Connects decision-makers and solutions creators to what's next in quantum computing

New approach to the “wiring problem” may offer a path to commercially viable quantum computers

Berenice Baker, Editor, Enter Quantum

March 8, 2024

2 Min Read
Quantinuum's H2 processor.
Quantinuum's H2 processor. Quantinuum

Quantinuum researchers have demonstrated a new approach that solves two critical roadblocks that hinder the development of large-scale quantum computers. These are known as the wiring problem and the sorting problem.

Quantum computers need more error-corrected qubits to be able to tackle some of the world’s biggest problems in fields including sustainability, drug discovery and material science. However, simply adding more qubits does not make them more powerful, they need to be efficiently integrated.

The wiring problem in quantum computing comes about because each qubit needs its own set of individual control signals, sometimes up to 20. This is not scalable to large numbers of qubits as a quantum computer with a million qubits would need 20 million wires, which would be physically impossible.

The sorting problem does not apply to all quantum computing paradigms, but some are most efficient when they offer all-to-all connectivity which means the qubits need to be able to move.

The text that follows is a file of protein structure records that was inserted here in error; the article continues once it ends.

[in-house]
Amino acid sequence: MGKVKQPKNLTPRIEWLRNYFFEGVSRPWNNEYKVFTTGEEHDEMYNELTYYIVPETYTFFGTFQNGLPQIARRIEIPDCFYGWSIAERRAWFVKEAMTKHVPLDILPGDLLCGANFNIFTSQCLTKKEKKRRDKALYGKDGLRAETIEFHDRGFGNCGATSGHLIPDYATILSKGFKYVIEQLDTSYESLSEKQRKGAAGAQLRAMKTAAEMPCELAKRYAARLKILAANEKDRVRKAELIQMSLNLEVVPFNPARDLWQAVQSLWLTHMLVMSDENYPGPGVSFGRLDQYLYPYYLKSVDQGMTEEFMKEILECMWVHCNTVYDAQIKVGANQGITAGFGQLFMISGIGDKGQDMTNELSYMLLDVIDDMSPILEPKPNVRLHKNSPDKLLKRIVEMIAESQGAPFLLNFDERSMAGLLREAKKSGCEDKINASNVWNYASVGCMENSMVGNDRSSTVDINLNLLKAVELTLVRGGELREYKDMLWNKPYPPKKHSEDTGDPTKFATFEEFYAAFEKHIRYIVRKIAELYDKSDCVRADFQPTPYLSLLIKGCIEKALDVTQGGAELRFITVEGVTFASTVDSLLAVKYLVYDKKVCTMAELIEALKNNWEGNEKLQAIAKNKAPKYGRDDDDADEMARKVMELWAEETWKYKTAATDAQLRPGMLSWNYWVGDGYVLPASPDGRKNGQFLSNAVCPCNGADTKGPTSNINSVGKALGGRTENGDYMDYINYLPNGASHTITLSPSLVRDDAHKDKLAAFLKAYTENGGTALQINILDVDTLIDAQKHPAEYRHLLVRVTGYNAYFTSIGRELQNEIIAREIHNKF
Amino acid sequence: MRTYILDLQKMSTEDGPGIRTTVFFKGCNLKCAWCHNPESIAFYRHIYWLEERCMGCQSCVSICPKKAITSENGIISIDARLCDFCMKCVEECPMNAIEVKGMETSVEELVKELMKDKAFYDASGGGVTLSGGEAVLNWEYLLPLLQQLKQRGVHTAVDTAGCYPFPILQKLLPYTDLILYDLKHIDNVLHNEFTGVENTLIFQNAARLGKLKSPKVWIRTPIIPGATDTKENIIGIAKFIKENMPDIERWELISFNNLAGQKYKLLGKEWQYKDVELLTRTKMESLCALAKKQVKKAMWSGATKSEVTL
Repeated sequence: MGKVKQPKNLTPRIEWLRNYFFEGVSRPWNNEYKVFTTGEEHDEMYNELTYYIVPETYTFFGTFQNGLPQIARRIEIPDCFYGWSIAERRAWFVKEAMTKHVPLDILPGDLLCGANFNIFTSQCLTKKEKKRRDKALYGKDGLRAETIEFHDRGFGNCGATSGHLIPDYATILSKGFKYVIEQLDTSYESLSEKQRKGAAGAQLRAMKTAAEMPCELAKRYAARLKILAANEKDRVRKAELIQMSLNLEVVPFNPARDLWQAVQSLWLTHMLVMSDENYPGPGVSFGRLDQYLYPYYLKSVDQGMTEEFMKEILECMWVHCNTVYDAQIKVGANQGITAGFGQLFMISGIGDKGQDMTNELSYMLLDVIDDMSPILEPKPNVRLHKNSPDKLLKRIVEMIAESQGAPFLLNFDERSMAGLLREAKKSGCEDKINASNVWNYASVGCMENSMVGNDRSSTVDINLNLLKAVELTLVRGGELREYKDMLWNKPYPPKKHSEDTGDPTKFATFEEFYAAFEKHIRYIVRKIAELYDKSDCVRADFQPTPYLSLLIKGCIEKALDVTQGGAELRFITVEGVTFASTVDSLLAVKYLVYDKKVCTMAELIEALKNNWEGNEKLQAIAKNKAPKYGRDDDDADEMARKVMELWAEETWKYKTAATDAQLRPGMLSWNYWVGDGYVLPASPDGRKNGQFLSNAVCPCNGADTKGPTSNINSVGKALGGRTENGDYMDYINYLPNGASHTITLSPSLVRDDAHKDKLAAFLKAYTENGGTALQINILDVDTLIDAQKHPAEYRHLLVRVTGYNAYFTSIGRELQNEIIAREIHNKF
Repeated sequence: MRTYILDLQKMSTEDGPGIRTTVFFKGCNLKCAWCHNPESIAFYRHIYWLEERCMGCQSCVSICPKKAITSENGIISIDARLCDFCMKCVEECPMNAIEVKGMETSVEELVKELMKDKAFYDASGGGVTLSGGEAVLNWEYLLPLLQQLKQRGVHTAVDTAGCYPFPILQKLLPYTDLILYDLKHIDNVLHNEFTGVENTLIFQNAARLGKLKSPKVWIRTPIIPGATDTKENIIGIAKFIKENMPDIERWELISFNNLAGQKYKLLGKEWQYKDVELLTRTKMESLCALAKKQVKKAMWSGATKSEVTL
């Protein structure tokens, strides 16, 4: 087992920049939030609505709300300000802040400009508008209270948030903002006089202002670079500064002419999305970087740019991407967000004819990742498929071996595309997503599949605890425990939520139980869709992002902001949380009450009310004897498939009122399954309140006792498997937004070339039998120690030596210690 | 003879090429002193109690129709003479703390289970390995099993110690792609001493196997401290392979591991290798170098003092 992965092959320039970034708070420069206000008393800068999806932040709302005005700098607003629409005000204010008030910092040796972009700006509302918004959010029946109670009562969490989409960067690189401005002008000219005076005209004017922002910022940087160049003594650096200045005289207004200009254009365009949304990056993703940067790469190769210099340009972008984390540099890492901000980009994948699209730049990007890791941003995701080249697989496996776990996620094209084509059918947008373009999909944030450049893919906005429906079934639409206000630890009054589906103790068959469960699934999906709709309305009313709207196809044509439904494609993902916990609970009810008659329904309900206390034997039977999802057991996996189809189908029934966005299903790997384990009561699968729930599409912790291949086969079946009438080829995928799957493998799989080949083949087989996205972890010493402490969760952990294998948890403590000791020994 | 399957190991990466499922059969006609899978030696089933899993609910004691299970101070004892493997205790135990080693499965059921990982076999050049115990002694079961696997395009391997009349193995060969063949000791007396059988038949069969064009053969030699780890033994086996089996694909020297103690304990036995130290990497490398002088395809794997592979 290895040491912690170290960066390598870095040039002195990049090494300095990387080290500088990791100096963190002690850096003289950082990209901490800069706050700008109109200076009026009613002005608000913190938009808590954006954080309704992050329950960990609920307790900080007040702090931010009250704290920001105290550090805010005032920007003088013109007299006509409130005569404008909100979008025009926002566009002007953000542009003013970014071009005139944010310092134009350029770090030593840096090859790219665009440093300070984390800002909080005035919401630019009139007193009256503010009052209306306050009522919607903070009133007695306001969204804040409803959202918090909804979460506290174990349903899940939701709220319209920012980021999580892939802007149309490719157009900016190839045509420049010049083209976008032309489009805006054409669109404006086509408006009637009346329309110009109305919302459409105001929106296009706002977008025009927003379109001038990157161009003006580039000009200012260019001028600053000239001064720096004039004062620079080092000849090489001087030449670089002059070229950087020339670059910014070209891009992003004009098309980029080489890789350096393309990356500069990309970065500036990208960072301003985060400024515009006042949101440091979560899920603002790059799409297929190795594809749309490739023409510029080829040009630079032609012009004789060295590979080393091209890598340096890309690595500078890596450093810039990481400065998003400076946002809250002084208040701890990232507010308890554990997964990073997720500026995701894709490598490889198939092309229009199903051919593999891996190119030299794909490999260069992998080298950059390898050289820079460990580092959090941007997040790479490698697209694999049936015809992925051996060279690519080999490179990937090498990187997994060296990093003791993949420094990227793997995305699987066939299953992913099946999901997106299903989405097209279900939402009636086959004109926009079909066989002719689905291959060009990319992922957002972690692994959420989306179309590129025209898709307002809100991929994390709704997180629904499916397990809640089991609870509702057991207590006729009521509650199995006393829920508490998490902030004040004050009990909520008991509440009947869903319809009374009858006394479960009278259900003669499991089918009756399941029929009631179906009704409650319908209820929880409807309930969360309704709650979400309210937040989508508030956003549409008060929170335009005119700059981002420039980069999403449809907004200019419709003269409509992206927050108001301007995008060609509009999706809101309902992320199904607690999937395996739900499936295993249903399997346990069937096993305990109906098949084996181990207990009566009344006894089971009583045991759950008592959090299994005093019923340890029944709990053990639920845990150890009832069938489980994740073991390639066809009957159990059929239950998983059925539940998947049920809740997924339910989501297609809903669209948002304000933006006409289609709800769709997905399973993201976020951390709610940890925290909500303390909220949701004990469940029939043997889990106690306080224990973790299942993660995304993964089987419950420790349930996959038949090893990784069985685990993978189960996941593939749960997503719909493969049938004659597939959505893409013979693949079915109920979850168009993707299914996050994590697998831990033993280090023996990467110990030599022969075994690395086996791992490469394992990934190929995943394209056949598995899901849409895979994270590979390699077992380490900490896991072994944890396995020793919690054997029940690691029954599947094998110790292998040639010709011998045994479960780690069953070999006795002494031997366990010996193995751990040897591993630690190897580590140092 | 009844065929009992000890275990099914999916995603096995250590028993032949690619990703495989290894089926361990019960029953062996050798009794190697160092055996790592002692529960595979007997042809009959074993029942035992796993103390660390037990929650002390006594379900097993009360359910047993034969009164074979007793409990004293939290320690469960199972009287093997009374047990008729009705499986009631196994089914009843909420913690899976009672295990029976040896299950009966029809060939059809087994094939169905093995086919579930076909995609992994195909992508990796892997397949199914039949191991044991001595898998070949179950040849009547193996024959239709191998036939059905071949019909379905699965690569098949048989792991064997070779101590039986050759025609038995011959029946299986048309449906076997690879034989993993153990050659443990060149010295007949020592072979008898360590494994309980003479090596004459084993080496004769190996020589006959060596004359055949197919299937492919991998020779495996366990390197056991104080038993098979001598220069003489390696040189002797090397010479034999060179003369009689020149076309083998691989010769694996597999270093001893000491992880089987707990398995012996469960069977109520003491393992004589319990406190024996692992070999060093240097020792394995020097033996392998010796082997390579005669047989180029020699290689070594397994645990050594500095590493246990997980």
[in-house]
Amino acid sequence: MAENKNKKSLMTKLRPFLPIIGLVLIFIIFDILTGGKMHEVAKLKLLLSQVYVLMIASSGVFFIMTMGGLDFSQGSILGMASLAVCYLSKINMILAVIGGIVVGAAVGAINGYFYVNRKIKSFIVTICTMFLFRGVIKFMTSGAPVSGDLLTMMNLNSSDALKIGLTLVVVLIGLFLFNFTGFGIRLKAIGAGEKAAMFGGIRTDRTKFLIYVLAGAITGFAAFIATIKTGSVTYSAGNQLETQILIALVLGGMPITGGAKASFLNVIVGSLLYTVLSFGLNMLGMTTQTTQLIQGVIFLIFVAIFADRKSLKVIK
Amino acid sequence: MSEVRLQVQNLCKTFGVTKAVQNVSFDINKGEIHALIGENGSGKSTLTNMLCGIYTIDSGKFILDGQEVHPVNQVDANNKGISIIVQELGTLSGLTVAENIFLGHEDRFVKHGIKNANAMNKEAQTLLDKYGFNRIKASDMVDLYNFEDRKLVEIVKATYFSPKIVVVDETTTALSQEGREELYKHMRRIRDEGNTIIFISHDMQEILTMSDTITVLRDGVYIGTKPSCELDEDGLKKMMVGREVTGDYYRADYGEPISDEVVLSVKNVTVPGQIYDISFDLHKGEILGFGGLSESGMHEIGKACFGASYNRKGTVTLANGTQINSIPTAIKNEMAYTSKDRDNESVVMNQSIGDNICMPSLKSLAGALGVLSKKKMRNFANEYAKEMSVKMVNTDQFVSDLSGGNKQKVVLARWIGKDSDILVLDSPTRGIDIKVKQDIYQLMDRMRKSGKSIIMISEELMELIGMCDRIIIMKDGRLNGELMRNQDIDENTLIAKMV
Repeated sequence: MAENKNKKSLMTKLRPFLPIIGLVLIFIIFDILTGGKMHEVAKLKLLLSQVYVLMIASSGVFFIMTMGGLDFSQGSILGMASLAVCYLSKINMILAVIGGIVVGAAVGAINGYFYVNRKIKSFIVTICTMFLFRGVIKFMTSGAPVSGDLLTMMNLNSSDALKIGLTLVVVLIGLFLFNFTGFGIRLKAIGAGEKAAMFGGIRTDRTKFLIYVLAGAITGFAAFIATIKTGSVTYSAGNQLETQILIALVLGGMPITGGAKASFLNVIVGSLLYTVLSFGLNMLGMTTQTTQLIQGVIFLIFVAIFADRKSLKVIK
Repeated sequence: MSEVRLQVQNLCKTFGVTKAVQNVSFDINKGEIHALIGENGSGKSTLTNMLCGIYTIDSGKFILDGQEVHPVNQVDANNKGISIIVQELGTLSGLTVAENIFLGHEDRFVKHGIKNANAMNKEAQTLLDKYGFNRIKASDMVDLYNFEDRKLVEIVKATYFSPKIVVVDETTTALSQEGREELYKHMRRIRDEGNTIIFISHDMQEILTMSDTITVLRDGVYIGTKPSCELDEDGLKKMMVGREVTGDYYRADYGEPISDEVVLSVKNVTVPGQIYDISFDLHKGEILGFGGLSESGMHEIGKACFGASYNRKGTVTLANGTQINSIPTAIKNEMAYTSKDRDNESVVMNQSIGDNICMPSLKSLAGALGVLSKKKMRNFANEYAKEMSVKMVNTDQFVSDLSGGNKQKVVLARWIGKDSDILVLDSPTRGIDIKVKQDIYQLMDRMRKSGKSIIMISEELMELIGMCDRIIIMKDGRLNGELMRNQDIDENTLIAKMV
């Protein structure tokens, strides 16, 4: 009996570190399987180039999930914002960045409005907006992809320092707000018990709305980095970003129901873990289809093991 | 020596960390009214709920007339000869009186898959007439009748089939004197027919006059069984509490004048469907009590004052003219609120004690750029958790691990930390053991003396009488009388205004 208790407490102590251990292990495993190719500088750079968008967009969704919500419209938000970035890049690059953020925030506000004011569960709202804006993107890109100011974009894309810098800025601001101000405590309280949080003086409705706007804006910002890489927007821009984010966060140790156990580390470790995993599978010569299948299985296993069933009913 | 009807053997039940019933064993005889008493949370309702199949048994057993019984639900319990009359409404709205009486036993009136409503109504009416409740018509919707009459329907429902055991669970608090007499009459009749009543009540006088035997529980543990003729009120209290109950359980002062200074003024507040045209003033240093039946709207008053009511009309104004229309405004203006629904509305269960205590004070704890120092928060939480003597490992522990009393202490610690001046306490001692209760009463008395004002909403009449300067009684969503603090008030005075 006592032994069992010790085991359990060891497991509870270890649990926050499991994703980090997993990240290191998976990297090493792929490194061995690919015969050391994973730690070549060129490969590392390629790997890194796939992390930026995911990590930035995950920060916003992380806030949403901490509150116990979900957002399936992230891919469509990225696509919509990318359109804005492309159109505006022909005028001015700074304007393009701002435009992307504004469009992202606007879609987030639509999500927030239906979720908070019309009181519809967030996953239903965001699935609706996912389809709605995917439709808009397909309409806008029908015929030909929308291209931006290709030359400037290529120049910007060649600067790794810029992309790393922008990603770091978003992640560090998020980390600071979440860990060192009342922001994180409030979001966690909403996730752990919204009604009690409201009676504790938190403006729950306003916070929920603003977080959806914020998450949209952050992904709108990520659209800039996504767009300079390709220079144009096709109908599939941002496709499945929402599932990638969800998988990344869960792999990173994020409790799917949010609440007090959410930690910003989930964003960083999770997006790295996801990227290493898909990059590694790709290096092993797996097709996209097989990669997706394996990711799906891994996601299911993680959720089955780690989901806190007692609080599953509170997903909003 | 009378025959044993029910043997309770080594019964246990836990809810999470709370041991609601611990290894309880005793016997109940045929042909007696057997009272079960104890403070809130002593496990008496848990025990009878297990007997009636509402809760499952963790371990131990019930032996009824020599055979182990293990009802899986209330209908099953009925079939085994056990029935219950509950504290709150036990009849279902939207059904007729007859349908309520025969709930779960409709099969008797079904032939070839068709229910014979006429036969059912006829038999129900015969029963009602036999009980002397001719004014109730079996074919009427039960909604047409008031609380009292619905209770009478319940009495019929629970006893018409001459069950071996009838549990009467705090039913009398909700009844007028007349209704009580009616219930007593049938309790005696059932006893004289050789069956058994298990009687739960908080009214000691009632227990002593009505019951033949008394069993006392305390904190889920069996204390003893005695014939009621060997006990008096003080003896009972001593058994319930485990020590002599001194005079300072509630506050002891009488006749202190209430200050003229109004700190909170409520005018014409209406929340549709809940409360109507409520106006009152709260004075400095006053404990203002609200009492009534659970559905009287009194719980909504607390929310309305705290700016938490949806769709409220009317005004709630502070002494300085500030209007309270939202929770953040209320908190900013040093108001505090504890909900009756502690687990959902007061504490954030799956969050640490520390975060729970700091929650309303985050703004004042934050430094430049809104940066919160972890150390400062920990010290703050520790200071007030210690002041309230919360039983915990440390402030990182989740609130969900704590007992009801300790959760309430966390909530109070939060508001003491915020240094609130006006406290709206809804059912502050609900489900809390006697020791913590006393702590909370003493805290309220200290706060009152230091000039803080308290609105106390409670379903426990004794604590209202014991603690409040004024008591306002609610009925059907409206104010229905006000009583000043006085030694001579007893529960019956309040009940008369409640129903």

Quantinuum's approach uses a combination of a fixed number of analog signals and a single digital input per qubit, significantly minimizing the required control complexity. This method, coupled with a uniquely designed 2D trap chip, enables efficient qubit movement and interaction and offers a potential path to scalability, minimizing the control complexity also simplifies the interface between quantum and classical systems, accelerating the development of hybrid quantum algorithms and facilitating faster access for real-world applications. 

Related:AI-powered Technique Could Help Quantum Computers Scale

“This is a significant milestone not only for Quantinuum but for the entire quantum industry, propelling us into an era of widespread quantum commercialization,” said Quantinuum chief commercial officer Nash Palaniswamy.

"Our team's groundbreaking work paves the way for building larger and more powerful quantum computers, enabling businesses to harness the transformative power of this technology and unlock real-world solutions across various sectors.” 

Quantinuum intends to incorporate its findings in the development of its next H-series quantum computer, the upcoming H3 model.

About the Author(s)

Berenice Baker

Editor, Enter Quantum

Berenice is the editor of Enter Quantum, the companion website and exclusive content outlet for The Quantum Computing Summit. Enter Quantum informs quantum computing decision-makers and solutions creators with timely information, business applications and best practice to enable them to adopt the most effective quantum computing solution for their businesses. Berenice has a background in IT and 16 years’ experience as a technology journalist.

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